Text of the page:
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PayDay Loans: The Good, the Bad and the Ugly
PayDay Loans: The Good, the Bad and the Ugly

AIR DATE: October 14, 2010

Short-term loan companies may look like an oasis in the desert when people need money fast. A quick $200? No problem! But with high interest rates (800% for some) and no usury laws in Nevada, some payday loan companies have a bad reputation. They're already outlawed in Arizona, and people are suing them in Nevada. But one new company bringing a clean image to payday loans. Will it work? How many people are in the hole thanks to these companies? And do the lenders work with them or not? Do you have a short-term loan story?

Joseph Lilly, principal,
Cena Valladolid, COO, Consumer Credit Counseling Service
James Griffin, attorney, Legal Aid Center of Southern Nevada

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Why would they offer rollover? Why do banks offer overdraft? Every negative comments made about the lenders can be applied to banks as well. You can get multiple credit cards from different banks too...what's the difference?
JakeOct 11, 2010 11:04:36 AM
one pay day loan company actualy agreed to come and talk about the issue and hear come all the scamers..! allen is obviously just tryin to get some free press for himself and probably works for these money mutual guys. Beware Nevada!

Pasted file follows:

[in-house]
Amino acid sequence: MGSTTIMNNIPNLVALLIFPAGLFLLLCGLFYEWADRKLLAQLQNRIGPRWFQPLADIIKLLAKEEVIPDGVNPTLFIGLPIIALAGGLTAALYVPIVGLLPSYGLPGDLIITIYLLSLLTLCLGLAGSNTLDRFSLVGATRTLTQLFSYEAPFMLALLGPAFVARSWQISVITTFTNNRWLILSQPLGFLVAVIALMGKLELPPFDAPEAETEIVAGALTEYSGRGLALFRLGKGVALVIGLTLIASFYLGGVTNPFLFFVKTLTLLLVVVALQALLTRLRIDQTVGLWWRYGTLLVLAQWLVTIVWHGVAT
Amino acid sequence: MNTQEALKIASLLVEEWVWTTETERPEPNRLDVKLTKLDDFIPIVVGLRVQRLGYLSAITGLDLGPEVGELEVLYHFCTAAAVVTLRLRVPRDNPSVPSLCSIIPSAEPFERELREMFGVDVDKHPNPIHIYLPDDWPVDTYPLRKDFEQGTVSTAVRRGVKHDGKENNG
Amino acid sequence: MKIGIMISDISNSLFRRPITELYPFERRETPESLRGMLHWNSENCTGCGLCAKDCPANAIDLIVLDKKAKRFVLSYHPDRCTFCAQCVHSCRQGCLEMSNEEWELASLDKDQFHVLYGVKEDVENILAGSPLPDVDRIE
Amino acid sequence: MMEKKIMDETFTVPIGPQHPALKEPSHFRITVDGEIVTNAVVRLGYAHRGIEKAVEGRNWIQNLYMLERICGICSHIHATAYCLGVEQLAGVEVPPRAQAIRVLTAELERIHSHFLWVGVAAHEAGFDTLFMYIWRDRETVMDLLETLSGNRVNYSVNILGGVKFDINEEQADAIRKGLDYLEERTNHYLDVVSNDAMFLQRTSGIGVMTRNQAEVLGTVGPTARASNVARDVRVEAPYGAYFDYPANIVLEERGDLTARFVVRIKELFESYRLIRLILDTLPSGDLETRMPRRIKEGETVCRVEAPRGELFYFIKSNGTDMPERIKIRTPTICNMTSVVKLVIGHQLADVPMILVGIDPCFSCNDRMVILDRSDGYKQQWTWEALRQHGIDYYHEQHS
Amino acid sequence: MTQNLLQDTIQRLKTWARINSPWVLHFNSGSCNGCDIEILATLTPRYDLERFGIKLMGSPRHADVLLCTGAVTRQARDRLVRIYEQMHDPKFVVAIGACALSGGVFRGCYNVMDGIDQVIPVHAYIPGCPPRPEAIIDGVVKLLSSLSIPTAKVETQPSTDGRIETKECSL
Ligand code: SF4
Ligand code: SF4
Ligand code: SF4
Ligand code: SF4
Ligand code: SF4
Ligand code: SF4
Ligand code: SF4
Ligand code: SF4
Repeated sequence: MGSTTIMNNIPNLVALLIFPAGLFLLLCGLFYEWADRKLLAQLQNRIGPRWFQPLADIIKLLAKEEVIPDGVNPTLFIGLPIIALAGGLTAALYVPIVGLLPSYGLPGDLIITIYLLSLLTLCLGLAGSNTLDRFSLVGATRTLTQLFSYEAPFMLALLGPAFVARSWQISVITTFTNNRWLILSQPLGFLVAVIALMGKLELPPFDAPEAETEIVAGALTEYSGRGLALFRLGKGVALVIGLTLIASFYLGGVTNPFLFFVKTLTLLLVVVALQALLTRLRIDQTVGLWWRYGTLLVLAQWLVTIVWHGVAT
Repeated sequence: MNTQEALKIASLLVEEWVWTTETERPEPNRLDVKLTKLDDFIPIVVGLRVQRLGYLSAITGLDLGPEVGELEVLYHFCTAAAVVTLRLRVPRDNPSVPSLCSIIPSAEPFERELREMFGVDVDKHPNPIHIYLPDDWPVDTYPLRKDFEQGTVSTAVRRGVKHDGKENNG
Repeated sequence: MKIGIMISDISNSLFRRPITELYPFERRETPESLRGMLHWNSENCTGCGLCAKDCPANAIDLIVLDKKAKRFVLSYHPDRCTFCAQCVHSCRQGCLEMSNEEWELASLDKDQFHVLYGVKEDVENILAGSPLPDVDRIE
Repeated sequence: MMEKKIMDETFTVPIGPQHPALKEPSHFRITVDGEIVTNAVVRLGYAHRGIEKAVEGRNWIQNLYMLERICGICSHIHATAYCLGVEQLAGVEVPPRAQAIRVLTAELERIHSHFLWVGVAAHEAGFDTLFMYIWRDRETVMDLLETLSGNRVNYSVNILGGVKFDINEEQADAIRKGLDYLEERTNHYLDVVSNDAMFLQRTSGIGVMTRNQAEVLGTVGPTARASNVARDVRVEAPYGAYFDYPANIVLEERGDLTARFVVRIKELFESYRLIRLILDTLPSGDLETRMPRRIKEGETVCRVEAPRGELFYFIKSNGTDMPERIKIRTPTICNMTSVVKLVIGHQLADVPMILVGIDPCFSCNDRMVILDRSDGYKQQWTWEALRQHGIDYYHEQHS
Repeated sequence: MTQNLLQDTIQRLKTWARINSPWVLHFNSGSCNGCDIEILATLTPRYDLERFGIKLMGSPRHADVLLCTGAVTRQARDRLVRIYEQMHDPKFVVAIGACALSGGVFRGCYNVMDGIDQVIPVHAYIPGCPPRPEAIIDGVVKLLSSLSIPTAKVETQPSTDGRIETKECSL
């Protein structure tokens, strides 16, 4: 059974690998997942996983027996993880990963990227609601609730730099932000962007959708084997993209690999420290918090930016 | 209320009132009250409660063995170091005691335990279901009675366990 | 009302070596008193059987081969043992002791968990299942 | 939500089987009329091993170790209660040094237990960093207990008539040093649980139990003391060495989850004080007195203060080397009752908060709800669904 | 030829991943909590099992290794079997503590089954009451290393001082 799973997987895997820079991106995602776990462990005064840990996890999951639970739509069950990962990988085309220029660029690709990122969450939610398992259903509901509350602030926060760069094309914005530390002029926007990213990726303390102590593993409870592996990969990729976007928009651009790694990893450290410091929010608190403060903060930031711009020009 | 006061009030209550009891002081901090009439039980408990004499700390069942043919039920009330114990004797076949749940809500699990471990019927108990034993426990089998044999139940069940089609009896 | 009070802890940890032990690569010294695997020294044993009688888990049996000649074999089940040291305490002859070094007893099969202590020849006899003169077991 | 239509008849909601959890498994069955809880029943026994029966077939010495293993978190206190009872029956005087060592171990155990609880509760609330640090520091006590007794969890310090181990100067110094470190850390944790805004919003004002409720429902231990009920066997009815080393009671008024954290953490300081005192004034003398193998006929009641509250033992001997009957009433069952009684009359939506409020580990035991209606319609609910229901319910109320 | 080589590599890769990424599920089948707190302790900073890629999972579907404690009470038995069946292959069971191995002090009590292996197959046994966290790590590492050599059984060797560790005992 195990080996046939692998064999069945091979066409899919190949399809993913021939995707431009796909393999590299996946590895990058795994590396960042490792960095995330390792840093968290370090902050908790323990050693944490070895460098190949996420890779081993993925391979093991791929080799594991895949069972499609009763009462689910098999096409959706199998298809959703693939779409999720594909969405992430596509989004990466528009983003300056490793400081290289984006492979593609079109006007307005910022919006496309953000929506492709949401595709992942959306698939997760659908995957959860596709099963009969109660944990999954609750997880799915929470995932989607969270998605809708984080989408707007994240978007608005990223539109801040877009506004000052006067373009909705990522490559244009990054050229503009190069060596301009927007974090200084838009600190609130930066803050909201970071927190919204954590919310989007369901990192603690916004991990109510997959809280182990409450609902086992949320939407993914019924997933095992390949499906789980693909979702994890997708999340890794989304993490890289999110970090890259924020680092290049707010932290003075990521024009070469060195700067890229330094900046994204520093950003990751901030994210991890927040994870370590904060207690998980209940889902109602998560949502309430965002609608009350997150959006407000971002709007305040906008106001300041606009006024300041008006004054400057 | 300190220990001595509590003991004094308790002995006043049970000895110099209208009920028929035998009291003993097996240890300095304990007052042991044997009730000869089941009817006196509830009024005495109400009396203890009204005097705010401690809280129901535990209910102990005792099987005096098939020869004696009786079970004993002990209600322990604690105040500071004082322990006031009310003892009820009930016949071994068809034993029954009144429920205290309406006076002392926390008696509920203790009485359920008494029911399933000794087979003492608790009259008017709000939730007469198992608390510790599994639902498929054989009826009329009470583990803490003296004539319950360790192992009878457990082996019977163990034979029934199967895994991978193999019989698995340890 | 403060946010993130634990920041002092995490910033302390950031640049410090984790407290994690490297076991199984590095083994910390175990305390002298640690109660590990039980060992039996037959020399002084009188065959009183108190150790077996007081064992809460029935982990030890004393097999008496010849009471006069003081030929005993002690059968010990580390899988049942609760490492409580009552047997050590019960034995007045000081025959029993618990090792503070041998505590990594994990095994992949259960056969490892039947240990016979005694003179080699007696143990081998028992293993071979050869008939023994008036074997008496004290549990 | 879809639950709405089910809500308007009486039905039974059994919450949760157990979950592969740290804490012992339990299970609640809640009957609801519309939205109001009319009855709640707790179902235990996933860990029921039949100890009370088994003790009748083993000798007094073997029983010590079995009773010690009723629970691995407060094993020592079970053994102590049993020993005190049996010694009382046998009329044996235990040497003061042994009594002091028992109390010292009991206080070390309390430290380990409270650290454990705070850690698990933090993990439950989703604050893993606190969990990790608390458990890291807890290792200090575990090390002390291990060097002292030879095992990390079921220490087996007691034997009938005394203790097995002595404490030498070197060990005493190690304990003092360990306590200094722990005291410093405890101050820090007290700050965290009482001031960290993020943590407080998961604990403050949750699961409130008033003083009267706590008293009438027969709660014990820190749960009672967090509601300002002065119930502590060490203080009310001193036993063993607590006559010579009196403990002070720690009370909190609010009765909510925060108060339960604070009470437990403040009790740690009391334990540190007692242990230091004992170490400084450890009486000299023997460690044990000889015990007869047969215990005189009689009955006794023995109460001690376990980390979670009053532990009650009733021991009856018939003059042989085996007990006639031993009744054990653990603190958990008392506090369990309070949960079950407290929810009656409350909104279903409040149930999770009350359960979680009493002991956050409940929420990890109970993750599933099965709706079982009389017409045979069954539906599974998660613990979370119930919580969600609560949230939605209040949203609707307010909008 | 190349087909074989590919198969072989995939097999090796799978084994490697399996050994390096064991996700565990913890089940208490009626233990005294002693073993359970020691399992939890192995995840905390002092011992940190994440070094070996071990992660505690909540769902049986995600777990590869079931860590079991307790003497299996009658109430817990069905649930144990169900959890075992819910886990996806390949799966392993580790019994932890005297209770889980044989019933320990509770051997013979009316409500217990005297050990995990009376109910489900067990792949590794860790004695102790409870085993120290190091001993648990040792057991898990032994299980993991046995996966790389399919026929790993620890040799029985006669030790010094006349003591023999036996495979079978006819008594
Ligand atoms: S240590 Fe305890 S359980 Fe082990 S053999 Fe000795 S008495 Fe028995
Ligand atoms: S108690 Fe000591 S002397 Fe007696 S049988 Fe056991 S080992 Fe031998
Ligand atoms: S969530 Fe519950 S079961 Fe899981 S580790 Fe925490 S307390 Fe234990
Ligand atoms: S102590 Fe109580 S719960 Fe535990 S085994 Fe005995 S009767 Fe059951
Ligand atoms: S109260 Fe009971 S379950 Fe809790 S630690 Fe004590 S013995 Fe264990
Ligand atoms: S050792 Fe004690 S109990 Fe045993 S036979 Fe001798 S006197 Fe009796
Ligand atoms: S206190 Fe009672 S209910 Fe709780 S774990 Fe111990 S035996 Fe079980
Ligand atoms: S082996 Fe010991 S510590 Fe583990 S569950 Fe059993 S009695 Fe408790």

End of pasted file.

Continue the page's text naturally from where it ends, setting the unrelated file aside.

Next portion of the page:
SteveOct 7, 2010 11:41:50 AM
I agree with Tom let people decide for themselves whether the interest rate are too high. There are lots of things that people pay for that cost a lot of money, sometimes you have an emergency and just need some extra mony. I have used before and it was a good experience.
AllenOct 7, 2010 09:39:01 AM
The City of Henderson charges 10% if you are late with your water bill. At the very least this is 120% annualized. If you pay the bill just a day late then it is 3650% annualized! This is much higher than the other utilities in Vegas.
HOC ManOct 7, 2010 09:15:27 AM
The fact that people take out such loans tells one that they think they are better off having the money and paying the high interest than enduring the alternatives of not getting any money at all, or getting it from a local sleaze in a bar or back alley. I say let people themselves choose to patronize (or not) such businesses... if the shops survive, it will prove that there is a need and demand for their services. We shouldn't presume to make monetary decisions for others.
TomOct 7, 2010 01:45:33 AM
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